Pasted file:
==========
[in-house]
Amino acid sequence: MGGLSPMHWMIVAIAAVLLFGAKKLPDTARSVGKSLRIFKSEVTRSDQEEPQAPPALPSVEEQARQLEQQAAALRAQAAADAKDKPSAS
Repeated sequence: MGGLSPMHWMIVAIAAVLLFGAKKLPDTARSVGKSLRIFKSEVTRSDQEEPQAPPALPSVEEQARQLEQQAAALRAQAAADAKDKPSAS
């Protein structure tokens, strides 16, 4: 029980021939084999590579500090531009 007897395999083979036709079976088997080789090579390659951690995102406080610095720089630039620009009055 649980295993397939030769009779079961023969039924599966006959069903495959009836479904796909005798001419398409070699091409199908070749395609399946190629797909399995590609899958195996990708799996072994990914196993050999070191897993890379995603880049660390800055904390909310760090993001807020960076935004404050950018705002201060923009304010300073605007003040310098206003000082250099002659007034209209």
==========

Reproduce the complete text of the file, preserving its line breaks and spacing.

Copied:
[in-house]
Amino acid sequence: MGGLSPMHWMIVAIAAVLLFGAKKLPDTARSVGKSLRIFKSEVTRSDQEEPQAPPALPSVEEQARQLEQQAAALRAQAAADAKDKPSAS
Repeated sequence: MGGLSPMHWMIVAIAAVLLFGAKKLPDTARSVGKSLRIFKSEVTRSDQEEPQAPPALPSVEEQARQLEQQAAALRAQAAADAKDKPSAS
């Protein structure tokens, strides 16, 4: 029980021939084999590579500090531009 007897395999083979036709079976088997080789090579390659951690995102406080610095720089630039620009009055 649980295993397939030769009779079961023969039924599966006959069903495959009836479904796909005798001419398409070699091409199908070749395609399946190629797909399995590609899958195996990708799996072994990914196993050999070191897993890379995603880049660390800055904390909310760090993001807020960076935004404050950018705002201060923009304010300073605007003040310098206003000082250099002659007034209209």